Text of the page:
Prosecutor's Improper Hypothetical at Closing Proves Fatal
State v. Tuua (HSC April 20, 2011)
Background. David Brown, a bouncer at a bar on Maui, was hit with a beer bottle in the middle of a fight at the bar. Lopeti Tuua was charged with assault in the second degree (HRS § 707-711(1)(d)). At his trial, fellow bouncer, Jason Inglish, and bartender, Renie Hamayelian, testified that they were working that night. Brown and Inglish testified that Tuua threw the bottle. Hamayelian testified that he and another customer had collected all of the bottles, except for one--the one in Tuua's hand before it broke. He also testified that he saw the broken bottle near Brown after it had been thrown. He never saw Tuua throw it. The parties also stipulated that Officer Polanco would have testified that when he arrived at the scene, he took Brown's statement. In that statement, Brown said that another man, Ikaika Kawai, threw the bottle that hit him. Tuua and his half-brother, Brandon Carter, testified for the defense. Both testified that it was Carter who threw the bottle.
During his closing argument, the prosecutor argued, over the defense's objection, that Carter was not a credible witness:
[I]f you found the defendant not guilty, a person might think, well, you can go after Brandon Carter because he admitted to it.
Think about it. What would the defense attorney of Brandon Carter do? He'd call every one of the State witnesses. He'd call Dave Brown. He'd call Renie [Hamayelian] and he'd call Jason Inglish. Who threw the bottle? Each of them would say it's [Tuua]. Each one of them.
Brandon Carter could get up on the stand and all he'd have to say is, I lied. And then what would happen? [Tuua] would have been found not guilty. Defendant would have been found not guilty. Could have just said, I lied under oath. So what?
The most that you can get him for would be charging him for lying under oath. That would be it and that's the strategy, and that's why you can't really give any credibility to Brandon Carter coming in here today and saying, hey, it was me.
The jury found Tuua guilty as charged. Tuua appealed; the ICA affirmed.
Prosecutorial Misconduct. Prosecutors at closing may "draw reasonable inferences from the evidence and wide latitude is allowed in discussing the evidence." State v. Clark, 83 Hawai'i 289, 304, 926 P.2d 194, 209 (1996). They "are bound to refrain from expressing their personal views as to a defendant's guilt or the credibility of witnesses." State v. Cordeiro, 99 Hawai'i 390, 424-25, 56 P.3d 692, 726-27 (2002).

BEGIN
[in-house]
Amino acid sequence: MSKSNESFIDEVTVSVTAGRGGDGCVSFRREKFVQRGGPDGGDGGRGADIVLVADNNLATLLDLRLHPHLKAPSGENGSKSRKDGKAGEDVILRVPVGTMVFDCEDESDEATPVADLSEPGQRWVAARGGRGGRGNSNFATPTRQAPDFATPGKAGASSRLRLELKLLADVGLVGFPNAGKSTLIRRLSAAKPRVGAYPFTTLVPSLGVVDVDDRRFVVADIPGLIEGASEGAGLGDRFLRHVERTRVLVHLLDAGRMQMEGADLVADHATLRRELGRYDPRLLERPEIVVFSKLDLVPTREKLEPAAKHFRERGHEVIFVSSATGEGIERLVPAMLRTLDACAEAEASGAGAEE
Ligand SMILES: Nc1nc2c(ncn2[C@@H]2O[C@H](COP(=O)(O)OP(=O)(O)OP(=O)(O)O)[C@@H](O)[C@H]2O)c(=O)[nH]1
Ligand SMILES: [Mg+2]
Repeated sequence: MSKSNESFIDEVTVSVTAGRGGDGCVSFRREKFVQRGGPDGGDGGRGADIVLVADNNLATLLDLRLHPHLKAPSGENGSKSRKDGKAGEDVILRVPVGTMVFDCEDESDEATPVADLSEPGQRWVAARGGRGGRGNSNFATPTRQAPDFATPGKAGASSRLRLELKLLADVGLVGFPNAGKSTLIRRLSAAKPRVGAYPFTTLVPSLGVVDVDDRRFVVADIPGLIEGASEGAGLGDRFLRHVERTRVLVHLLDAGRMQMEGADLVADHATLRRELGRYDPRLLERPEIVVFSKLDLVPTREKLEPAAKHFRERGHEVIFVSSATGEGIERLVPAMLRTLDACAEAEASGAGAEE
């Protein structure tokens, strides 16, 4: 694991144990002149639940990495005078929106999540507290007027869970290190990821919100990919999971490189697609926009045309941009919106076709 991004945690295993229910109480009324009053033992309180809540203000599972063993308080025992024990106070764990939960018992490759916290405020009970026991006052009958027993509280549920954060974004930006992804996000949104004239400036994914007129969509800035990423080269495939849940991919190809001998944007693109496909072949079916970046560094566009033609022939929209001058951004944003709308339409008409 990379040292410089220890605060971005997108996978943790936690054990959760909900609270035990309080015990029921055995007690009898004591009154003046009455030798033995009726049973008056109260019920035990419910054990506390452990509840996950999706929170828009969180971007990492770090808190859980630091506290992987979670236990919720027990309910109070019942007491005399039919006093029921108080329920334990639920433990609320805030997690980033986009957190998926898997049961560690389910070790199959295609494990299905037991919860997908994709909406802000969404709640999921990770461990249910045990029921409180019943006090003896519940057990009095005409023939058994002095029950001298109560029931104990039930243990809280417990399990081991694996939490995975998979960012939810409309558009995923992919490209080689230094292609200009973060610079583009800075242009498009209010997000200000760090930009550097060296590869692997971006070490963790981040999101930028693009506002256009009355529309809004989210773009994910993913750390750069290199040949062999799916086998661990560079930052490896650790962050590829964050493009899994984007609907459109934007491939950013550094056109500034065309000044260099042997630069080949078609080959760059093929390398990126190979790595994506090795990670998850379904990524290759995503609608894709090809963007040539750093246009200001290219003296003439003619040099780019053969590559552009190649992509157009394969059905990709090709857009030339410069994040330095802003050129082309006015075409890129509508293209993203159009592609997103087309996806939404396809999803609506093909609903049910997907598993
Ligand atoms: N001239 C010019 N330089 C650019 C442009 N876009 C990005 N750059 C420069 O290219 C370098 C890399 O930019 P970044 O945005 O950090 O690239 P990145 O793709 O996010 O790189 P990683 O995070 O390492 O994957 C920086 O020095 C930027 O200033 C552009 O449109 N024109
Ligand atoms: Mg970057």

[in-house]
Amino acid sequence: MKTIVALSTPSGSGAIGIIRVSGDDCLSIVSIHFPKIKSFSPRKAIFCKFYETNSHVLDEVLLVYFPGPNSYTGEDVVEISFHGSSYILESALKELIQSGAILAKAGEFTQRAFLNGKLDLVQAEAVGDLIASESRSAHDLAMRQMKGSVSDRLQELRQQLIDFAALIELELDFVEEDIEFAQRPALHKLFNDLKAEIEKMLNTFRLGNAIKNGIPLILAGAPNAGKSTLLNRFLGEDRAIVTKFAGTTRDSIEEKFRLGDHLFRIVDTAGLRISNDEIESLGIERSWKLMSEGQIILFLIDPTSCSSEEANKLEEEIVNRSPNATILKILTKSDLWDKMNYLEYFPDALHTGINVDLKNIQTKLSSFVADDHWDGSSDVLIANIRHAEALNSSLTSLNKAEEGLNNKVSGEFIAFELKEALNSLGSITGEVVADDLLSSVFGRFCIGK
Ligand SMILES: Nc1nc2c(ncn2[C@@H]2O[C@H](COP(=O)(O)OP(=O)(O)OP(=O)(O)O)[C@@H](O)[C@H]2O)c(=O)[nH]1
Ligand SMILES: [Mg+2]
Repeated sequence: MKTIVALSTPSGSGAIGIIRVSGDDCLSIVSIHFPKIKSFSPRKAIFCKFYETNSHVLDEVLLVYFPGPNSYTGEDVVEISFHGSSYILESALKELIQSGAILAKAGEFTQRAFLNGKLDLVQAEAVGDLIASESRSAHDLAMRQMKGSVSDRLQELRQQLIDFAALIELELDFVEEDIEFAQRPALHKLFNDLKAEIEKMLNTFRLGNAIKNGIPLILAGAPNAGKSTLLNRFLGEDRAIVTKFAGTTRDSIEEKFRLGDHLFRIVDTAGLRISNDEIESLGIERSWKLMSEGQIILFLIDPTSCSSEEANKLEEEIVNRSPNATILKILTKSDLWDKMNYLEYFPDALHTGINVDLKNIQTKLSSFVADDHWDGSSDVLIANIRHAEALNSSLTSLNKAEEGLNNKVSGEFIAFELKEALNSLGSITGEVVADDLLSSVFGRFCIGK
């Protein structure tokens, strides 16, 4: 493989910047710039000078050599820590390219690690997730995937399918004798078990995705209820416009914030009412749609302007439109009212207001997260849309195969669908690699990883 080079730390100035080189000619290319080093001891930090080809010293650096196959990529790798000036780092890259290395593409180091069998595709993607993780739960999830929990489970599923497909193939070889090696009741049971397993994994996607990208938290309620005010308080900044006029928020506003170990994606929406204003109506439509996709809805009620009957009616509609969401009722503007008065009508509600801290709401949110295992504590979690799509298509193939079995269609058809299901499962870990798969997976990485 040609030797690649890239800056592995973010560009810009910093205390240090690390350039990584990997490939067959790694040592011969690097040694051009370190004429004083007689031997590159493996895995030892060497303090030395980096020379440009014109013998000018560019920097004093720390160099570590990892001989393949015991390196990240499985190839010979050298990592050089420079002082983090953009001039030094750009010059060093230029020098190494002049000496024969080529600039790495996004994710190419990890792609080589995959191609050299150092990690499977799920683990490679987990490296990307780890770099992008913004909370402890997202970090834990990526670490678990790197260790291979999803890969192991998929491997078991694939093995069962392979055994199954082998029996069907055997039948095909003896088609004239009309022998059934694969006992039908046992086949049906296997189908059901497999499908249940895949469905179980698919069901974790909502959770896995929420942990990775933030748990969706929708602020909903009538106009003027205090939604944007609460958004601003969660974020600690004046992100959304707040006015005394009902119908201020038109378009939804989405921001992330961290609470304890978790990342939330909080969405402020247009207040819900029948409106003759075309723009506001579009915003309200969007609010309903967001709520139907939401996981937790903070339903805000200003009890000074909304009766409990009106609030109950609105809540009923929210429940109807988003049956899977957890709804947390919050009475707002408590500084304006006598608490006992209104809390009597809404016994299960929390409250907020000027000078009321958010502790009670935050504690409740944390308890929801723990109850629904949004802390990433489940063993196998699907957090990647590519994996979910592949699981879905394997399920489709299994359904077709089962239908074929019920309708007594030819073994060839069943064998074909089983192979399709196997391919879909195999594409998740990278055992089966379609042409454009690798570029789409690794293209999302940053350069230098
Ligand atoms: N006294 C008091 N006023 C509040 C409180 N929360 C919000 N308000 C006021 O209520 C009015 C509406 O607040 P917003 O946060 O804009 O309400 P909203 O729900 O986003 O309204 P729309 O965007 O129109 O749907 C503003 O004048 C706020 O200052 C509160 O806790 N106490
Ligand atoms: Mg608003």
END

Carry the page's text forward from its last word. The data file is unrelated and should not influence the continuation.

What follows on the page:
Here, the HSC held that the prosecutor did not draw from reasonable inferences from the evidence, but rather went beyond the record and discussed the consequences of the jury's verdict. According to the HSC, the prosecutor's hypothetical future trial of Carter was based on an acquittal in Tuua's case. A prosecutor cannot "improperly direct the jury from its duty to decide the case on the evidence . . . by making predictions of the consequences of the jury's verdict." State v. Sanchez, 82 Hawai'i 517, 533, 923 P.2d 934, 950 (App. 1996). According to the HSC, the prosecutor in Tuua's trial did just that.
Three Factors Determine Whether an Improper Statement is Harmless Beyond a Reasonable Doubt. Once misconduct is found, the court must determine whether the error was harmless beyond a reasonable doubt, "which requires an examination of the record and a determination of whether there is a reasonable possibility that the error complained of might have contributed to the conviction." State v. Rogan, 91 Hawai'i 405, 412, 984 P.2d 1231, 1238 (1999). The harmlessness of the misconduct is based on three factors: "(1) the nature of the conduct; (2) the promptness of a curative instruction; and (3) the strength or weakness of the evidence against the defendant." Id.
All Factors Point Away from Harmlessness. The HSC held that the first factor weighs against the prosecution. The mere fact that the prosecutor's comment directed jurors away from examining the evidence and thinking about the consequences of their verdict was enough to weigh against the prosecution. As for the second factor, there was no curative instruction given. According to the HSC, the fact that the circuit court twice instructed the jurors prior to the improper comment that the arguments were not evidence did not mean that a curative instruction was given. State v. Rogan, 91 Hawai'i at 415, 984 P.2d at 1241. Finally, the HSC noted that "[i]n close cases involving the credibility of witnesses, particularly where there are no disinterested witnesses or other corroborating evidence, this court has been reluctant to hold improper statements harmless." This case, according to the HSC, turned on the credibility of witnesses and each of them had their own biases and interests. It weighs against harmlessness.